The Tao Te Ching tells us:
Analyzing others is knowledge.
Knowing yourself is wisdom.
Managing others requires skill.
Mastering yourself takes inner strength.
Tao Te Ching, Chapter 33
The Tao lesson of respect is holistic. We must first respect ourselves before we can respect others. And respect is an ongoing process as each day, each interaction, can bring us this lesson on a deeper level.
There are many books, many aps, many websites about leadership. But as the Tao teaches, leadership is a process, a lifelong commitment to self-mastery—and "mastering ourselves takes inner strength."
In the Western world, we are surrounded by machines, clever, ingenious devices that can locate information, navigate for us, even turn our lights and appliances off and on. These machines can perform many functions.
But they remain our instruments and we must be careful not to let them change the way we see ourselves. Computers can multitask, but neuroscience research tells us that human brains cannot. When we try to juggle too many commitments at once, something valuable gets lost in the process. And conscientious people too often fall victim to compulsive work habits, treating themselves like machines, pushing themselves to finish a job while denying themselves vital nourishment, rest, and recreation. This unhealthy paradigm is out of harmony with nature. It is not the way of Tao.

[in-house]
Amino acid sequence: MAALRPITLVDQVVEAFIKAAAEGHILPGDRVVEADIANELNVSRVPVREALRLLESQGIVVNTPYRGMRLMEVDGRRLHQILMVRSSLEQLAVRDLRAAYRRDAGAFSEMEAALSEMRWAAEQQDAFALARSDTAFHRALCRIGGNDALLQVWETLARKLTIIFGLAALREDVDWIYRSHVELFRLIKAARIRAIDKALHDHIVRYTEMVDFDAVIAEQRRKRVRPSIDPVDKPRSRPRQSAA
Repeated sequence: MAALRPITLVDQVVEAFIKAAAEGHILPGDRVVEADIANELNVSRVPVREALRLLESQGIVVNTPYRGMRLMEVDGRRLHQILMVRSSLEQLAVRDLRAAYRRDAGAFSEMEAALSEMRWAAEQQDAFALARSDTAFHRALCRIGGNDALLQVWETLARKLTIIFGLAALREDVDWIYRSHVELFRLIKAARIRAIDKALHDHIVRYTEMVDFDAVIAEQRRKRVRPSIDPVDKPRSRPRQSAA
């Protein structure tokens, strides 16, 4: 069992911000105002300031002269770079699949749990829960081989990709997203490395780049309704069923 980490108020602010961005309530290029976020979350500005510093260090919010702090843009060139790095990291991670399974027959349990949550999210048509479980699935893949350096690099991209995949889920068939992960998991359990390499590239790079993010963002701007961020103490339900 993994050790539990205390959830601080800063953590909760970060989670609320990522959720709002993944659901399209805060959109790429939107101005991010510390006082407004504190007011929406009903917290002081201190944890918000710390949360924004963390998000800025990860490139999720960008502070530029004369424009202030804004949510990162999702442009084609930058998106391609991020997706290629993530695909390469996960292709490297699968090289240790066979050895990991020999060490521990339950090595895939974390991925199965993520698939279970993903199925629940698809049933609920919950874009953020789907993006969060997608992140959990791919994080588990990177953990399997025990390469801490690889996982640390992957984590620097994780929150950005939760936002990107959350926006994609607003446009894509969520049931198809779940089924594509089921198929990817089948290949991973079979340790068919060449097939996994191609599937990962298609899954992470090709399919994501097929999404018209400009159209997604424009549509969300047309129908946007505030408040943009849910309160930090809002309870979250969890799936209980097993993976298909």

The Tao upholds the wisdom of nature, the vital principle of balance. In my garden, with too much sun and too little water, plants can die of drought. But the opposite is also true: too much shade and too much water are equally unhealthy. And each plant has its own needs, its own sense of balance. Tomatoes need at least six hours of hot sun a day, while more delicate plants will wilt from that much sun.
In the garden of life, you, too, have your own needs for nourishment, rest, and recreation, sunlight and shadow, yin and yang, action and contemplation.
Living the Tao means respecting your own need for balance while respecting the needs of the people around you. Yin and yang, sunlight and shadow, self and other—all part of the dynamic harmony of life.
What can you do to affirm greater balance in your life today?
Some information in this lesson appeared earlier in Dreher, D. (1996). The Tao of Personal Leadership. New York, NY: HarperCollins.
Ophira, E., Nass, C. & Wagner, A. D. (2009). Cognitive control in media multitaskers. Proceedings of the National Academy of Sciences, 106: 15583-15587.